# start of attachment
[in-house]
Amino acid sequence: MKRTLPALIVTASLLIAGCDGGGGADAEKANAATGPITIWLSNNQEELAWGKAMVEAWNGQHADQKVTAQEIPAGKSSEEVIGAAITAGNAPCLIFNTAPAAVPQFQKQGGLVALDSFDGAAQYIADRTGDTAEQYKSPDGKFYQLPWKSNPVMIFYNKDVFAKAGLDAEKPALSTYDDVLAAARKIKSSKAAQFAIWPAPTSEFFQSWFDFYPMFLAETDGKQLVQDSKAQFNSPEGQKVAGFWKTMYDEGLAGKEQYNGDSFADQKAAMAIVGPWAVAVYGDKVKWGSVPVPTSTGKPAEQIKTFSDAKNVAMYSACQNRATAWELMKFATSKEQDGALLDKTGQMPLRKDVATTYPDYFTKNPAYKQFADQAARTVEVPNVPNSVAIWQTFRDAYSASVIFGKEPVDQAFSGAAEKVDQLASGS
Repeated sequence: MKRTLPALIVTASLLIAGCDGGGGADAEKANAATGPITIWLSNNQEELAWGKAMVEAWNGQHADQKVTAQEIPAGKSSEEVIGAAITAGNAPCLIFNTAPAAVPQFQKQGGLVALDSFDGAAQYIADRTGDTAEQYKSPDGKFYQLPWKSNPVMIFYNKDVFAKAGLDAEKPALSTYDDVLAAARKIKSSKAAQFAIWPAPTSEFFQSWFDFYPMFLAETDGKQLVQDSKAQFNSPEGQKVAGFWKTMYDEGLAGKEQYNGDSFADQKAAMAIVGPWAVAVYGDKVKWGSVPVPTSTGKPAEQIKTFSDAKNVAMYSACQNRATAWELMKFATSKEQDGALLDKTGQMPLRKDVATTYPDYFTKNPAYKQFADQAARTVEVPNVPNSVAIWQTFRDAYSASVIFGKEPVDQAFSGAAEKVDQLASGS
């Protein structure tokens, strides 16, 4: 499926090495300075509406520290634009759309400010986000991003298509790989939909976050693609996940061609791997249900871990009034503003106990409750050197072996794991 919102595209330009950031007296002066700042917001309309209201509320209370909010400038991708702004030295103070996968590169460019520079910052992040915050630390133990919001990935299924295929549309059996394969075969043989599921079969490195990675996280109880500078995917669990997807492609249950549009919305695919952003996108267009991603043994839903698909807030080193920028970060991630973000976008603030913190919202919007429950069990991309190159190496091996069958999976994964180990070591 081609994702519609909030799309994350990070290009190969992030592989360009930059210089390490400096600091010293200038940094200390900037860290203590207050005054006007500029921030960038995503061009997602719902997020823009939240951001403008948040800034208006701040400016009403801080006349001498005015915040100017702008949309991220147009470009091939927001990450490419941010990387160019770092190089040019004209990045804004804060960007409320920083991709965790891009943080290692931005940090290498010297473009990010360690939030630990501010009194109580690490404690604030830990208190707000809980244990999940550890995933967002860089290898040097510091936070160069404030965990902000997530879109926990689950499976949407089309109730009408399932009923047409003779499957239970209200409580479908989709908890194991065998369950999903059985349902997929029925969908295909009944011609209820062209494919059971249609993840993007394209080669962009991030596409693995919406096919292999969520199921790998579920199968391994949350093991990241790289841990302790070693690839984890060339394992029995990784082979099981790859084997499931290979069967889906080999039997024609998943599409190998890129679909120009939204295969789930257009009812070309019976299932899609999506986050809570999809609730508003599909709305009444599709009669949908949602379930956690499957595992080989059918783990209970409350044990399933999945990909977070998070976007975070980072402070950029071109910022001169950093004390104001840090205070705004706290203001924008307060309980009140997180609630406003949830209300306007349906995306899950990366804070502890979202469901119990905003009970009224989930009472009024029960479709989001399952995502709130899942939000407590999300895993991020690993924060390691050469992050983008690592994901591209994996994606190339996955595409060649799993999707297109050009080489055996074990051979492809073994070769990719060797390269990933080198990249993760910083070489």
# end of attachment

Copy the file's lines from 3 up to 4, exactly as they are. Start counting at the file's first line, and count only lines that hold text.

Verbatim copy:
Repeated sequence: MKRTLPALIVTASLLIAGCDGGGGADAEKANAATGPITIWLSNNQEELAWGKAMVEAWNGQHADQKVTAQEIPAGKSSEEVIGAAITAGNAPCLIFNTAPAAVPQFQKQGGLVALDSFDGAAQYIADRTGDTAEQYKSPDGKFYQLPWKSNPVMIFYNKDVFAKAGLDAEKPALSTYDDVLAAARKIKSSKAAQFAIWPAPTSEFFQSWFDFYPMFLAETDGKQLVQDSKAQFNSPEGQKVAGFWKTMYDEGLAGKEQYNGDSFADQKAAMAIVGPWAVAVYGDKVKWGSVPVPTSTGKPAEQIKTFSDAKNVAMYSACQNRATAWELMKFATSKEQDGALLDKTGQMPLRKDVATTYPDYFTKNPAYKQFADQAARTVEVPNVPNSVAIWQTFRDAYSASVIFGKEPVDQAFSGAAEKVDQLASGS
């Protein structure tokens, strides 16, 4: 499926090495300075509406520290634009759309400010986000991003298509790989939909976050693609996940061609791997249900871990009034503003106990409750050197072996794991 919102595209330009950031007296002066700042917001309309209201509320209370909010400038991708702004030295103070996968590169460019520079910052992040915050630390133990919001990935299924295929549309059996394969075969043989599921079969490195990675996280109880500078995917669990997807492609249950549009919305695919952003996108267009991603043994839903698909807030080193920028970060991630973000976008603030913190919202919007429950069990991309190159190496091996069958999976994964180990070591 081609994702519609909030799309994350990070290009190969992030592989360009930059210089390490400096600091010293200038940094200390900037860290203590207050005054006007500029921030960038995503061009997602719902997020823009939240951001403008948040800034208006701040400016009403801080006349001498005015915040100017702008949309991220147009470009091939927001990450490419941010990387160019770092190089040019004209990045804004804060960007409320920083991709965790891009943080290692931005940090290498010297473009990010360690939030630990501010009194109580690490404690604030830990208190707000809980244990999940550890995933967002860089290898040097510091936070160069404030965990902000997530879109926990689950499976949407089309109730009408399932009923047409003779499957239970209200409580479908989709908890194991065998369950999903059985349902997929029925969908295909009944011609209820062209494919059971249609993840993007394209080669962009991030596409693995919406096919292999969520199921790998579920199968391994949350093991990241790289841990302790070693690839984890060339394992029995990784082979099981790859084997499931290979069967889906080999039997024609998943599409190998890129679909120009939204295969789930257009009812070309019976299932899609999506986050809570999809609730508003599909709305009444599709009669949908949602379930956690499957595992080989059918783990209970409350044990399933999945990909977070998070976007975070980072402070950029071109910022001169950093004390104001840090205070705004706290203001924008307060309980009140997180609630406003949830209300306007349906995306899950990366804070502890979202469901119990905003009970009224989930009472009024029960479709989001399952995502709130899942939000407590999300895993991020690993924060390691050469992050983008690592994901591209994996994606190339996955595409060649799993999707297109050009080489055996074990051979492809073994070769990719060797390269990933080198990249993760910083070489």